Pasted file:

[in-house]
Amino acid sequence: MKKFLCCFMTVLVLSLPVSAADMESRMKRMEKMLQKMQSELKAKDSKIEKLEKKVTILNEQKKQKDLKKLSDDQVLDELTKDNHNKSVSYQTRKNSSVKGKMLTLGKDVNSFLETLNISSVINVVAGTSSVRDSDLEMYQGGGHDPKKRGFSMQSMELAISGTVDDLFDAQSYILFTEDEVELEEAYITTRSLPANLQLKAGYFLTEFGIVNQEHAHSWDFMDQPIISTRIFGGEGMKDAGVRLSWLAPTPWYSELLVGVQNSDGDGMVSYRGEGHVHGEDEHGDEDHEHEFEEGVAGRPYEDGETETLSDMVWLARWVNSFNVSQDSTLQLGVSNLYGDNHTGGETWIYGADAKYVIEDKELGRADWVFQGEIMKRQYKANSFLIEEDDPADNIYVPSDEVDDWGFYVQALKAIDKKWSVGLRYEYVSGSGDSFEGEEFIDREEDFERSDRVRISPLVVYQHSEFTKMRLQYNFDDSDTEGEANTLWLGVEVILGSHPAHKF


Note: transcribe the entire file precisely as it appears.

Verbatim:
[in-house]
Amino acid sequence: MKKFLCCFMTVLVLSLPVSAADMESRMKRMEKMLQKMQSELKAKDSKIEKLEKKVTILNEQKKQKDLKKLSDDQVLDELTKDNHNKSVSYQTRKNSSVKGKMLTLGKDVNSFLETLNISSVINVVAGTSSVRDSDLEMYQGGGHDPKKRGFSMQSMELAISGTVDDLFDAQSYILFTEDEVELEEAYITTRSLPANLQLKAGYFLTEFGIVNQEHAHSWDFMDQPIISTRIFGGEGMKDAGVRLSWLAPTPWYSELLVGVQNSDGDGMVSYRGEGHVHGEDEHGDEDHEHEFEEGVAGRPYEDGETETLSDMVWLARWVNSFNVSQDSTLQLGVSNLYGDNHTGGETWIYGADAKYVIEDKELGRADWVFQGEIMKRQYKANSFLIEEDDPADNIYVPSDEVDDWGFYVQALKAIDKKWSVGLRYEYVSGSGDSFEGEEFIDREEDFERSDRVRISPLVVYQHSEFTKMRLQYNFDDSDTEGEANTLWLGVEVILGSHPAHKF